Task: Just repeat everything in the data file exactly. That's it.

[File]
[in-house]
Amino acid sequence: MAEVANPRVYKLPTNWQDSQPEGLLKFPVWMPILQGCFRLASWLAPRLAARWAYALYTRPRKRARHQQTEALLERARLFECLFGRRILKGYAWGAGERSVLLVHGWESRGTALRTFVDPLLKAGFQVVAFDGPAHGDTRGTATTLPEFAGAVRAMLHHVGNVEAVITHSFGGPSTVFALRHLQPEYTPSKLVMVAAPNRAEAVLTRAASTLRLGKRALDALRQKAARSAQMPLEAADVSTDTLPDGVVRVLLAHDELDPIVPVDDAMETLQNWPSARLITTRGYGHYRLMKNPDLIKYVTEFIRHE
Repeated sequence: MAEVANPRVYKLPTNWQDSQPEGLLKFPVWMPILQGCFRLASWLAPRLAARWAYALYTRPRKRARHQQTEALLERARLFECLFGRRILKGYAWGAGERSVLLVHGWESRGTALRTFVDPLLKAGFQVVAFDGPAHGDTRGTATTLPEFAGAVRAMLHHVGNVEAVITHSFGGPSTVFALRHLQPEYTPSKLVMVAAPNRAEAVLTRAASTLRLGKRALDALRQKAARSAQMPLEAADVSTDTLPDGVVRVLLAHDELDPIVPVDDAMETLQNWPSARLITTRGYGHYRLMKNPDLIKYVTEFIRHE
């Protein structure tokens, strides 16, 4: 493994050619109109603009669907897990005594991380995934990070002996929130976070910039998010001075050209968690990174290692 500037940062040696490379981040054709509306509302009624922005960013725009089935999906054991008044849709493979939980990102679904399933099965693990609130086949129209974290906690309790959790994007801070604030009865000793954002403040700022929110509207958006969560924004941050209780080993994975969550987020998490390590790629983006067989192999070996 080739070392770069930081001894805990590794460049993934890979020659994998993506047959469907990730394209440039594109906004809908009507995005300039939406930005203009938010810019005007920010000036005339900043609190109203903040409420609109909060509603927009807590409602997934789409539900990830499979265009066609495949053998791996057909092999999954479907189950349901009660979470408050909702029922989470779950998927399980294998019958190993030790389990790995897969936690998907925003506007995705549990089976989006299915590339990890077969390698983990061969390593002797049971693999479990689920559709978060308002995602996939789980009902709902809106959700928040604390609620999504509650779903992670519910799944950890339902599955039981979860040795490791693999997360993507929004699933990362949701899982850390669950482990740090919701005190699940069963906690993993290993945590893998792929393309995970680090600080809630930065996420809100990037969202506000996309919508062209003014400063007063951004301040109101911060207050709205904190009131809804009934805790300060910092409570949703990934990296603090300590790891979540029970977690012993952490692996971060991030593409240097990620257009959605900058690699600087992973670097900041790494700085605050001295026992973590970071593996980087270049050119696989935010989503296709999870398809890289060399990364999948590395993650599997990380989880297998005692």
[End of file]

[in-house]
Amino acid sequence: MAEVANPRVYKLPTNWQDSQPEGLLKFPVWMPILQGCFRLASWLAPRLAARWAYALYTRPRKRARHQQTEALLERARLFECLFGRRILKGYAWGAGERSVLLVHGWESRGTALRTFVDPLLKAGFQVVAFDGPAHGDTRGTATTLPEFAGAVRAMLHHVGNVEAVITHSFGGPSTVFALRHLQPEYTPSKLVMVAAPNRAEAVLTRAASTLRLGKRALDALRQKAARSAQMPLEAADVSTDTLPDGVVRVLLAHDELDPIVPVDDAMETLQNWPSARLITTRGYGHYRLMKNPDLIKYVTEFIRHE
Repeated sequence: MAEVANPRVYKLPTNWQDSQPEGLLKFPVWMPILQGCFRLASWLAPRLAARWAYALYTRPRKRARHQQTEALLERARLFECLFGRRILKGYAWGAGERSVLLVHGWESRGTALRTFVDPLLKAGFQVVAFDGPAHGDTRGTATTLPEFAGAVRAMLHHVGNVEAVITHSFGGPSTVFALRHLQPEYTPSKLVMVAAPNRAEAVLTRAASTLRLGKRALDALRQKAARSAQMPLEAADVSTDTLPDGVVRVLLAHDELDPIVPVDDAMETLQNWPSARLITTRGYGHYRLMKNPDLIKYVTEFIRHE
């Protein structure tokens, strides 16, 4: 493994050619109109603009669907897990005594991380995934990070002996929130976070910039998010001075050209968690990174290692 500037940062040696490379981040054709509306509302009624922005960013725009089935999906054991008044849709493979939980990102679904399933099965693990609130086949129209974290906690309790959790994007801070604030009865000793954002403040700022929110509207958006969560924004941050209780080993994975969550987020998490390590790629983006067989192999070996 080739070392770069930081001894805990590794460049993934890979020659994998993506047959469907990730394209440039594109906004809908009507995005300039939406930005203009938010810019005007920010000036005339900043609190109203903040409420609109909060509603927009807590409602997934789409539900990830499979265009066609495949053998791996057909092999999954479907189950349901009660979470408050909702029922989470779950998927399980294998019958190993030790389990790995897969936690998907925003506007995705549990089976989006299915590339990890077969390698983990061969390593002797049971693999479990689920559709978060308002995602996939789980009902709902809106959700928040604390609620999504509650779903992670519910799944950890339902599955039981979860040795490791693999997360993507929004699933990362949701899982850390669950482990740090919701005190699940069963906690993993290993945590893998792929393309995970680090600080809630930065996420809100990037969202506000996309919508062209003014400063007063951004301040109101911060207050709205904190009131809804009934805790300060910092409570949703990934990296603090300590790891979540029970977690012993952490692996971060991030593409240097990620257009959605900058690699600087992973670097900041790494700085605050001295026992973590970071593996980087270049050119696989935010989503296709999870398809890289060399990364999948590395993650599997990380989880297998005692």